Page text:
Recently, officials from Nassau University Medical Center contacted the governor and, while stating that the goals behind the legislation were laudable, requested a chapter amendment clarifying that this bill did not extend to public hospitals. These hospitals are already highly regulated and, unlike other authorities, have to compete with private healthcare institutions.
Senator Johnson said he supports this effort, and restated his strong support of the authority reform bill.
“This measure will ensure that, especially in this difficult economic climate, these authorities’ spending practices are brought under control,” Senator Johnson said. “I am hopeful that the governor follows the Senate and the Assembly’s lead and signs this bill into law.”
The warm sunny days of summer are still here, perfect for enjoying the outdoors. And, for many of us, that means sports —- tennis, golf, swimming, biking, ball games, just to name a few. Children and adults join lively summer teams, camps provide all sorts of sports activities for youngsters, and country clubs proudly sport their own teams too. How about sharing some of this sports news with your neighbors!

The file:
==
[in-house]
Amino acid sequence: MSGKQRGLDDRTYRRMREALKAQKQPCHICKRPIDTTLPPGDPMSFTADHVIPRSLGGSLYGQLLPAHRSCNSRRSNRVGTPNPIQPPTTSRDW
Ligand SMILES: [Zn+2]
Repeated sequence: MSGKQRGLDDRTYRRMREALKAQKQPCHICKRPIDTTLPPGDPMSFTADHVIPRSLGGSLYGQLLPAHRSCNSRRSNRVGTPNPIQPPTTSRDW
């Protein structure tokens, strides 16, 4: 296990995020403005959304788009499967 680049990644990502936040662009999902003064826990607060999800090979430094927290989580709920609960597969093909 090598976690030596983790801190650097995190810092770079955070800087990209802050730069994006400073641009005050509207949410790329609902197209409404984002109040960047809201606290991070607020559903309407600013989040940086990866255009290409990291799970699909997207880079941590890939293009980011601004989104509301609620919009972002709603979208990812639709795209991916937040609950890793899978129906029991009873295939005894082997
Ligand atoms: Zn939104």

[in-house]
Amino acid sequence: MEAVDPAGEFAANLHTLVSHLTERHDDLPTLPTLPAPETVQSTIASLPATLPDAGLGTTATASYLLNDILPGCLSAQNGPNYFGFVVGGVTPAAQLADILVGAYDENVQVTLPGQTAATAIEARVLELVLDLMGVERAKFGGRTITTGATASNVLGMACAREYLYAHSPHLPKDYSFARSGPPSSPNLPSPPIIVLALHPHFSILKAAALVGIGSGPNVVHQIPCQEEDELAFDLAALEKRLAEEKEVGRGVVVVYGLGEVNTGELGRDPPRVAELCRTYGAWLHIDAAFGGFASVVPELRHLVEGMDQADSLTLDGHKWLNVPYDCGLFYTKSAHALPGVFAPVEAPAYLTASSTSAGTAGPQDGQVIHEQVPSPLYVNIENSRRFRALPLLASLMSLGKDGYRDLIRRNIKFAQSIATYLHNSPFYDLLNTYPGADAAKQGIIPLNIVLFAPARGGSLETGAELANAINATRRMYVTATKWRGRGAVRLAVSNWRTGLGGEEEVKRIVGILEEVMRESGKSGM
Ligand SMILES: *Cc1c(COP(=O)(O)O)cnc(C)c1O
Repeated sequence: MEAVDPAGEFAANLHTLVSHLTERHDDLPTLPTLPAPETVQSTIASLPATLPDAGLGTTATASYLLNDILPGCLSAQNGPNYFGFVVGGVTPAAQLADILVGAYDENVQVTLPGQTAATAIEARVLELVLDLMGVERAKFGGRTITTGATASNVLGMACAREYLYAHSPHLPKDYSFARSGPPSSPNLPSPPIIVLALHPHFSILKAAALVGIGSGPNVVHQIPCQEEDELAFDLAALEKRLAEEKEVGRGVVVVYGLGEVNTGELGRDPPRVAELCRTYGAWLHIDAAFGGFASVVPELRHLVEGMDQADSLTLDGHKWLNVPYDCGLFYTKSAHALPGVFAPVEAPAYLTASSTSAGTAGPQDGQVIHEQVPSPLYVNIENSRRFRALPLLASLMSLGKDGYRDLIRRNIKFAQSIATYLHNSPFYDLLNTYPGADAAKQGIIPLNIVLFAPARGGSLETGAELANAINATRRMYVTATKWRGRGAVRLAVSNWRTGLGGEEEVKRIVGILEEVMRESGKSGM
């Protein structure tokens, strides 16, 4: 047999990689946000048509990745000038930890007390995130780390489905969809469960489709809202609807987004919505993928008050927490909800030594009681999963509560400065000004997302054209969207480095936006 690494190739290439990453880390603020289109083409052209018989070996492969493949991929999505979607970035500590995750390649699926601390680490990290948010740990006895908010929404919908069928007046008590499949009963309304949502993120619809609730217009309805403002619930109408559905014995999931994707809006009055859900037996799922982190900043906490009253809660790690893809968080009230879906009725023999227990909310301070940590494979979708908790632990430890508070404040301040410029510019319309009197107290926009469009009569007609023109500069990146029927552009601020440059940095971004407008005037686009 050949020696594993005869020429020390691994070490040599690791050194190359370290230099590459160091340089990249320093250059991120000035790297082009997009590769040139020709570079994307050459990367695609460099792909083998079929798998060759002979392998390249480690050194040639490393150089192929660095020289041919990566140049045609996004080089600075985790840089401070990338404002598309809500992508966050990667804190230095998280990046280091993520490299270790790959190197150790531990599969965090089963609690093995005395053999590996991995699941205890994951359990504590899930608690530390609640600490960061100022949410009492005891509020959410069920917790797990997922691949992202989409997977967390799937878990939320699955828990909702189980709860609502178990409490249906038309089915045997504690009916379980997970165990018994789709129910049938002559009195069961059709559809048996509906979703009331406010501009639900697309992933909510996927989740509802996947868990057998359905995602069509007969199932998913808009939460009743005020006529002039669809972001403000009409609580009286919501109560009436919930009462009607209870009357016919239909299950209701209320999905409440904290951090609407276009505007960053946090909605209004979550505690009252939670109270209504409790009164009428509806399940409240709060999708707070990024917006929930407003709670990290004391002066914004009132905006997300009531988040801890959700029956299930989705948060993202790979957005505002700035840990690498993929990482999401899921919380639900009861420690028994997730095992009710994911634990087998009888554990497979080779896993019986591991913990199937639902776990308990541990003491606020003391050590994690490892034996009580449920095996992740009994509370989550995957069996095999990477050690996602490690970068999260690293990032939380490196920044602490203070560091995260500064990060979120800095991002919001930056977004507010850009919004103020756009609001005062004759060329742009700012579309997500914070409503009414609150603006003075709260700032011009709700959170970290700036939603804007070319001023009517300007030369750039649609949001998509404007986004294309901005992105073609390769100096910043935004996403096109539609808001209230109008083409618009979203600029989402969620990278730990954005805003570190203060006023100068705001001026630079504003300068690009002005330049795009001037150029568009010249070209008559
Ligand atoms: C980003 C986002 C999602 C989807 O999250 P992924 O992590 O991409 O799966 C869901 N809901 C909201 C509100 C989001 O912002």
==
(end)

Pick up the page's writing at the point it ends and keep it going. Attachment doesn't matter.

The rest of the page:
The Great Neck Record loves local news, and so we would love to feature stories and photographs about your teams and leagues, your club, or your children’s camp sports. Just send us the copy and we will take care of the rest.
Our sports pages are waiting for you!
After some frustrating trips by car, I finally purchased a portable Global Positioning System, (GPS) back in 2004. My frustrations were based on the difficulty in traveling to visit relatives even with the use of a traditional paper map. Little did I know how great the GPS can be if you are on the road.
Long ago, in the last century, some of our readers may remember that many cars had no directional signals. If a driver wanted to turn left, it required rolling down a window and sticking one’s hand straight out. If turning right, the hand went up at a 90-degree angle. If slowing down, the proper thing was to point the hand and arm downward. Whether the weather was cold, rainy or hot, folks seemed to be able to handle the inconvenience and give other drivers warning as to what they were up to.
We regularly put the reins of tomorrow in the capable hands of our youth. But, too often we fail to acknowledge that the hopes of past generations for a healthy, productive society were pinned on the shoulders of our present-day matriarchs and patriarchs, the progenitors of our history, our heritage.